3) October is still summer, right?
Picture this. Me, the Austrian, strolling up the road, caked in various layers of coat, scarf and a woolly hat to face off the ever-blowing cutting wind and soft drizzle that is a constant companion to the city like its red brick houses and hooting horns of the trams that snake their way through the ever-moving throng of Mancunians. Now, I am still walking down the road, remember, all swaddled up whilst an individual dressed in a breezy summer skirt wafting around her silhouette slowly braves the rain, her feet already embraced by the drops that cannot be stopped by the leather sandals she decided to don today. Various times I stumbled upon such an individual where I simply couldn't comprehend how this outfit choice could ever come together in the first place. Who wakes up, opens the curtains, gazes into the mist of grey that is everyday life in Manchester and thinks, "hey, tis the perfect day to wear leather sandals, to the closet!" To make matters even more confusing, I spotted individuals matching their fat, woolly scarves that wound around their necks and shoulders like an angry python with flip flops that showed off their pale, red toes, nibbled on by the cold. These two items would never even find together in my wardrobe, but hey, I am always a sucker for two unrealistic lovers...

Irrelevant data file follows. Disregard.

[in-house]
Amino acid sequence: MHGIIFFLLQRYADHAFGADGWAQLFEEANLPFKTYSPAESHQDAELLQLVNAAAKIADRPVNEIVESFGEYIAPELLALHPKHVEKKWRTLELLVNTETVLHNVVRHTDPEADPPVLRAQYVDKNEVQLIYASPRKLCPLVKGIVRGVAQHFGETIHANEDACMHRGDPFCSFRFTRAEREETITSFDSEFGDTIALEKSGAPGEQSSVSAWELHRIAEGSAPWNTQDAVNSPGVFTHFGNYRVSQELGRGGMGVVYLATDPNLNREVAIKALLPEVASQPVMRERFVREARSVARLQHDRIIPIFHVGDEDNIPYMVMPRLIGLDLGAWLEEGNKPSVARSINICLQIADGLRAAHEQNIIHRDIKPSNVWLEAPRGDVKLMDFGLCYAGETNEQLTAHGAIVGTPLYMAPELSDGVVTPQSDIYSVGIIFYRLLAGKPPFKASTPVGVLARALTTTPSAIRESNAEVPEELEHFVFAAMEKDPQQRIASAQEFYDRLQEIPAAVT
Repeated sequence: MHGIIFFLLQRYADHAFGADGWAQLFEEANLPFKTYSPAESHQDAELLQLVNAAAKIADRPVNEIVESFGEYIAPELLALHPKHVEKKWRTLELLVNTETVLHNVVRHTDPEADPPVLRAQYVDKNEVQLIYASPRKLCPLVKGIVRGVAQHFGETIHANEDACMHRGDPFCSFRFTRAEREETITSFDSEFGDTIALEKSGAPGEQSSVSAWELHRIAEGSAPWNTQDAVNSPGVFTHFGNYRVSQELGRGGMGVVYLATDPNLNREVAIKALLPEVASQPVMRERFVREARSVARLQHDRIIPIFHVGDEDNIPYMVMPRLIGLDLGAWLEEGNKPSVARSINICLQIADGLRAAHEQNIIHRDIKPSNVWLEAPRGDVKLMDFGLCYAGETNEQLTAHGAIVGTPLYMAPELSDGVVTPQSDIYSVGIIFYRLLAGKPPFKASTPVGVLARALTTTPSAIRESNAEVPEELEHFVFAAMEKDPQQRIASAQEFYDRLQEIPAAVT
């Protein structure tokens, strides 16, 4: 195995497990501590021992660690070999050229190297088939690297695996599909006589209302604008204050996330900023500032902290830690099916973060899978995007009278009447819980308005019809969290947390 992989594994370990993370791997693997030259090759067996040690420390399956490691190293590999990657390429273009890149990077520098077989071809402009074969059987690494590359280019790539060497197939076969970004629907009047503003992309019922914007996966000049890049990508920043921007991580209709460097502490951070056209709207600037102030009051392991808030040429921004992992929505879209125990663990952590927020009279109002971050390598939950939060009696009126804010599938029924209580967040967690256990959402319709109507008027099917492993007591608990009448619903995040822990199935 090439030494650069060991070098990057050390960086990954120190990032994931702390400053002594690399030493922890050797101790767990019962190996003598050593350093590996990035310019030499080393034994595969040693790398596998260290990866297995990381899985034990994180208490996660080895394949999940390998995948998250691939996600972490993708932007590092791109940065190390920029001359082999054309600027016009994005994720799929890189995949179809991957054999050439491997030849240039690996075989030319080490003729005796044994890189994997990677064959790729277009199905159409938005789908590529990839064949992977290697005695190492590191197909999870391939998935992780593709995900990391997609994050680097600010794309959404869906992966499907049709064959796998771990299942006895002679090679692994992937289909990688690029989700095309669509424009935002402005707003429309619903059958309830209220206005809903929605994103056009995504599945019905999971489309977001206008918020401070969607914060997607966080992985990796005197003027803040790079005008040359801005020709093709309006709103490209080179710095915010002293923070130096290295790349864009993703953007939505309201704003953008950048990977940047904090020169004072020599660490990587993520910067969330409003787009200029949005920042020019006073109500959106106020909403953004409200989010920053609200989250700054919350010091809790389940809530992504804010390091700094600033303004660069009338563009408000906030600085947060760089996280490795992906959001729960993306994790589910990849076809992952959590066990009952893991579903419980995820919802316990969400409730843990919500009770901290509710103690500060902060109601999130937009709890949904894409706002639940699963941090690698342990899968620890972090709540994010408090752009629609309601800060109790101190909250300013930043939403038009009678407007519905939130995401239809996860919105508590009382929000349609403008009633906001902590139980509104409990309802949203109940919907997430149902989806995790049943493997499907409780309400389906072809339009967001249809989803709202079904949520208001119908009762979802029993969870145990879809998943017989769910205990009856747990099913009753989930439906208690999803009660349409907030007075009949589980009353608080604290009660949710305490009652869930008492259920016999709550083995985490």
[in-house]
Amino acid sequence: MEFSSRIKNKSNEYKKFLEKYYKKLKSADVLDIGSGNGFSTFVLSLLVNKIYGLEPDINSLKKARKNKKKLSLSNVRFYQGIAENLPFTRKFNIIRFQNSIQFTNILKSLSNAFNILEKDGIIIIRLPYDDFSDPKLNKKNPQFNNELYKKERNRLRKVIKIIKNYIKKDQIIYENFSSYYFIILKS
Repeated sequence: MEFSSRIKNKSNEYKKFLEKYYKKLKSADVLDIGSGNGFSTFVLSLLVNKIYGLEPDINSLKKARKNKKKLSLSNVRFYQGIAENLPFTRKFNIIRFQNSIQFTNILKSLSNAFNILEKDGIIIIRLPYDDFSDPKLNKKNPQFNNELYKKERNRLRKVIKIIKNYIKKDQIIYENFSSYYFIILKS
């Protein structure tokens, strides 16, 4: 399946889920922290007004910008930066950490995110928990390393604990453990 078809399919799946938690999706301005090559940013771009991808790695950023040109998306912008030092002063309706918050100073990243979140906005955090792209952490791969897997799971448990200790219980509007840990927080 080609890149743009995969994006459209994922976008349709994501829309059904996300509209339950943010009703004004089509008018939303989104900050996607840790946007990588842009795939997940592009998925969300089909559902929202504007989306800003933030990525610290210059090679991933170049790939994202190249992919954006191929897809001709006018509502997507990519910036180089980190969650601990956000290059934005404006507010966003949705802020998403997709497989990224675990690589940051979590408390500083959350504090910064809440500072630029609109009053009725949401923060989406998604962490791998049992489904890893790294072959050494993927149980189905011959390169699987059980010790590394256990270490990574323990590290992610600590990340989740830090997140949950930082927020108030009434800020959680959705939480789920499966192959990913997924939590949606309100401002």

4) Let's have a view of the...rain
Manchester has a pretty cool layout in my opinion. As it is not historically as laden as Cambridge, Oxford or London, the architecture is a bit more daring where modern and old intertwine pretty effortlessly. Having lived in Firswood, just outside Manchester centre, I went through Cornbrook and Deansgate Castlefield every morning on the Victoria tram. Looking out of the window (after having marvelled at the wet hair of my tram neighbour for a while), I noticed there are plenty of almost all-glass buildings that serve both as offices and flats. Mancunians seem to seek daylight as moths seek any kind of light apparently. Some of the flats I could easily look into had two full walls entirely made out of glass, allowing the few stray rays of sunlight make the most out of it. Also inside the city, there are many topped up glass boxes on old buildings that serve as flats and offices, giving the inhabitants great views over the Manchester skyline and the constant drizzle.
5) Know your football club
Manchester houses two of the best football clubs (or so I've been told, as I couldn't care less): Manchester United and Manchester City. Having no clue about football, I nevertheless quickly learnt you better support the right club or you may be kicked out of someone's house. From what I've mustered, the safer bet is Manchester United, as most people I met are die-hard ManU fans, deeply offended when you mix up the clubs (as I did) or hate you when you are, God behave, for Liverpool or any other club. So when in doubt, choose Manchester United and don red - for I think actually most football clubs have something red in them...right?
That's it for now from Manchester, but stay tuned for city updates on Liverpool, York and London, as well as accommodation reviews.
Writer. Editor. Blogger. YouTuber. Freelancer. Traveller. English fanatic.